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tsuomela : limits   21

The Knowledge Illusion by Steven Sloman, Philip Fernbach | PenguinRandomHouse.com
"We all think we know more than we actually do.   Humans have built hugely complex societies and technologies, but most of us don’t even know how a pen or a toilet works. How have we achieved so much despite understanding so little? Cognitive scientists Steven Sloman and Philip Fernbach argue that we survive and thrive despite our mental shortcomings because we live in a rich community of knowledge. The key to our intelligence lies in the people and things around us. We’re constantly drawing on information and expertise stored outside our heads: in our bodies, our environment, our possessions, and the community with which we interact—and usually we don’t even realize we’re doing it.   The human mind is both brilliant and pathetic. We have mastered fire, created democratic institutions, stood on the moon, and sequenced our genome. And yet each of us is error prone, sometimes irrational, and often ignorant. The fundamentally communal nature of intelligence and knowledge explains why we often assume we know more than we really do, why political opinions and false beliefs are so hard to change, and why individual-oriented approaches to education and management frequently fail. But our collaborative minds also enable us to do amazing things. This book contends that true genius can be found in the ways we create intelligence using the community around us. SEE LESS "
book  publisher  cognition  knowledge  bias  limits 
november 2017 by tsuomela
The real problem with distant reading. | The Stone and the Shell
"Because distant readers use larger corpora and more explicit data models than is usual for literary study, critics of the field (internal as well as external) have a tendency to push on those visible innovations, asking “What is still left out?” Something will always be left out, but I don’t think distant reading needs to be pushed toward even more complexity and completism. Computers make those things only too easy. Instead distant readers need to struggle to retain the vividness and polemical verve of the best literary criticism, and the  “combination of simplicity and strength” that characterizes useful social theory."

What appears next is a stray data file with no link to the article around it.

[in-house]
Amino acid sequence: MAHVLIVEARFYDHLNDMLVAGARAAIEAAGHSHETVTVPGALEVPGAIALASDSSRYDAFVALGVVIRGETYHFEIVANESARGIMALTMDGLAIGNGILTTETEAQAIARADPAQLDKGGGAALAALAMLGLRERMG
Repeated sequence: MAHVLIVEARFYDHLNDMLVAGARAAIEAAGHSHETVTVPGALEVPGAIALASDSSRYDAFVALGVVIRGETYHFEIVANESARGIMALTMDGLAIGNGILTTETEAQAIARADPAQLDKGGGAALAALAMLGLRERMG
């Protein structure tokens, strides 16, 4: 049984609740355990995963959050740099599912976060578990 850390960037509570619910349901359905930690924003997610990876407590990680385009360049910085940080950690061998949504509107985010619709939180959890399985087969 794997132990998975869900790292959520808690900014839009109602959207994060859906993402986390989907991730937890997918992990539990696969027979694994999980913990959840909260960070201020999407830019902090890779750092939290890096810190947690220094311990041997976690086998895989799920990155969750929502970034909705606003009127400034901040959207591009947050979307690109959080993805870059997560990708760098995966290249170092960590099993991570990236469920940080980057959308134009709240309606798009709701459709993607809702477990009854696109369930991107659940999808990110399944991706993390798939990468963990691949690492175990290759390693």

digital-humanities  distant-reading  scale  scope  limits 
june 2016 by tsuomela
James March on Education, Leadership, and Don Quixote: Introduction and Interview « 茫茫戈壁
"Starting off in political science and then moving through several disciplinary domains such as management theory, psychology, sociology, economics, organization and institutional theory, March’s academic career has been focused on understanding and analyzing human decision making and behavior. The basic thesis that he has pursued is that human action is neither optimal (or unboundedly rational) nor random, but nevertheless reasonably comprehensible (March, 1978, 1994, 1999). The ideas that were developed to understand human behavior in organizations in March’s early work in the analysis of how people deal with an uncertain and ambiguous world included, among other things, the concepts of bounded rationality and satisficing "